Crappie Fishing In Georgia
Guide to fishing for black and white crappie.
Crappie are actually a member of the sunfish family and can be found in many Georgia lakes. Crappie are known by many different local names. Paper mouth, goggleye, bridge perch, slabs and speckled perch, are just a few.
Georgia is renowned for its excellent crappie fishing, attracting anglers with its abundance of lakes, reservoirs, and rivers teeming with these popular sportfish. Two species of crappie can be found in Georgia's waters: black crappie and white crappie.
Black crappie are known for their distinctive dark speckled appearance and are found in various freshwater habitats across the state. They prefer clearer water with ample cover such as submerged vegetation, fallen trees, and brush piles. Black crappie can be targeted year-round, but they are particularly active during the spring and fall seasons. Anglers often employ a variety of techniques, including casting jigs, using live bait, or trolling to entice these fish into biting.
White crappie are another sought-after species in Georgia's crappie fishing scene. They are characterized by their lighter coloration and vertical striping pattern. White crappie can be found in lakes, ponds, and rivers throughout the state, often favoring areas with structure such as docks, submerged logs, and vegetation. Spring and fall are typically the best seasons to target white crappie, as they are more active and tend to congregate in shallower waters.
Both black crappie and white crappie provide thrilling angling opportunities for fishermen of all ages and skill levels. These fish are prized for their delicious, flaky flesh and their propensity to put up a spirited fight. Whether you prefer fishing from a boat, a dock, or the shore, Georgia's lakes and rivers offer plenty of prime crappie fishing spots to explore.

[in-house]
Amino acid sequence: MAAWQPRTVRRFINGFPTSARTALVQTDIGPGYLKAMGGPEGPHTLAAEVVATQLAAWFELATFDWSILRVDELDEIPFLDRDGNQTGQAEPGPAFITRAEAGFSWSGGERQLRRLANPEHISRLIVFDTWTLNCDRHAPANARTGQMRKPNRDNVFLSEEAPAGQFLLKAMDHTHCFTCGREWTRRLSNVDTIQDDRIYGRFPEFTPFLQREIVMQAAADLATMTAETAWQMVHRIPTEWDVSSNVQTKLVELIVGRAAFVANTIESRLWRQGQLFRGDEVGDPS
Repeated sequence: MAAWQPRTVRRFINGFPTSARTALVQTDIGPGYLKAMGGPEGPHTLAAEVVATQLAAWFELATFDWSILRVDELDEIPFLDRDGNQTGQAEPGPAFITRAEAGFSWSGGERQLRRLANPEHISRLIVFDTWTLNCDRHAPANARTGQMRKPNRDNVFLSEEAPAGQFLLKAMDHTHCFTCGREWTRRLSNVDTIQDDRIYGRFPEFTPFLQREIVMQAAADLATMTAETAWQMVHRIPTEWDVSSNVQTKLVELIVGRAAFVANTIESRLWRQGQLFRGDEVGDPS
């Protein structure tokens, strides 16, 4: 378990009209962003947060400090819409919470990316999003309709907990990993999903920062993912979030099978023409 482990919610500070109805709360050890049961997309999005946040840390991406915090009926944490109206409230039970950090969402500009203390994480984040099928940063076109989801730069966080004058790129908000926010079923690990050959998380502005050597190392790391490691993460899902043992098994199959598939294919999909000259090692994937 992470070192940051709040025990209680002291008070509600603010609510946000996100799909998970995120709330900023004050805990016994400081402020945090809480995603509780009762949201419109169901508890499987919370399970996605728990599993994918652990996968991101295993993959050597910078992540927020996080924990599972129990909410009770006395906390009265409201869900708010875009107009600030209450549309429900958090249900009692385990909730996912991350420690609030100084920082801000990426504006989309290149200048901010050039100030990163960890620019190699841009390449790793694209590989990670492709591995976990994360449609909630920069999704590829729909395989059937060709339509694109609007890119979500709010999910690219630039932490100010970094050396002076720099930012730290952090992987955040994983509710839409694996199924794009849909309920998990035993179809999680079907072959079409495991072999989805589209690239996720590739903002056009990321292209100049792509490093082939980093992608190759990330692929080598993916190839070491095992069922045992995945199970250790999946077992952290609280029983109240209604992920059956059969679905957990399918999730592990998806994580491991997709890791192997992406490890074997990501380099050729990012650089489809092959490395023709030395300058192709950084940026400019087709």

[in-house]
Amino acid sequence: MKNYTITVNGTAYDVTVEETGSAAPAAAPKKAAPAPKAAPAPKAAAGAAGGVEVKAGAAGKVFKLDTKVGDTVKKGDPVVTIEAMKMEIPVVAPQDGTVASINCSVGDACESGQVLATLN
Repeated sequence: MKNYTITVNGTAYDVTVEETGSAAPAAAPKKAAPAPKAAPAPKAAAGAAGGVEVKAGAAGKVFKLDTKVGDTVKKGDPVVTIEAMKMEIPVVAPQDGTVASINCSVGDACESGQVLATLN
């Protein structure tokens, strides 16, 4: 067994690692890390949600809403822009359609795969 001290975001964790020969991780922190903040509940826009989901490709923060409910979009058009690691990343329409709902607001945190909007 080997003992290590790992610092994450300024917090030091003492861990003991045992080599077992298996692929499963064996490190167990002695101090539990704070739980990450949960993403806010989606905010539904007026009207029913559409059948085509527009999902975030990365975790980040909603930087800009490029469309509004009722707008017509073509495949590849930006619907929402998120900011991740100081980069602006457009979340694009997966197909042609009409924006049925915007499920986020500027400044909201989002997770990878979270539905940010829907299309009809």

Crappie Fishing Waters In GA
It might prove difficult to locate a lake of any size in GA that doesn't sport a population of crappie. Some of the biggest stringers of crappie come from the major Georgia lakes like Banks Lake, Carters Lake, Chatuge Lake, Clarks Hill Lake, Goat Rock Lake, High Falls Lake, Lake Allatoona, Lake Burton, Lake Blackshear, Lake Chehaw, Lake Eufaula, Lake Harding, Lake Hartwell, Lake Jackson, Lake Juliette, Lake Lanier, Lake Nottely, Lake Oconee, Lake Oliver, Lake Seminole, Lake Sinclair, Lake Tobesofkee, Richard B Russell Lake and West Point Lake .
World record: 6 lbs 0 oz
State Record: 4 lbs 4 oz
World record: 5 lbs 3 oz
State Record: 5 lbs 0 oz
Click the images and links above for species details.
Top 5 Crappie Fishing Lures For Georgia
Crappie jigs work well in water from 2' to 40' deep, and are the most popular artificial lure for crappie ever. When crappie are shallow, spinners, small crankbaits and underspins are the often very productive. As they move deeper, spoons are among the top producers if the crappie are active. Review details for the best crappie rig options. Understanding the seasonal movements of crappie can enhance your chances of using these lures in the ideal locations.
Georgia State Record Crappie
Two state record black crappie (tie) were caught from Acree's Lake and Lake Spivey.
The state record white crappie came out of a private pond.
Crappie Fishing Basics Video
Check out crappie information, by state.
The life cycle of crappie.
The more you know about crappie, the easier it will be to locate and catch them in Georgia lakes and rivers. Visit the crappie fishing page for details about their seasonal migrations.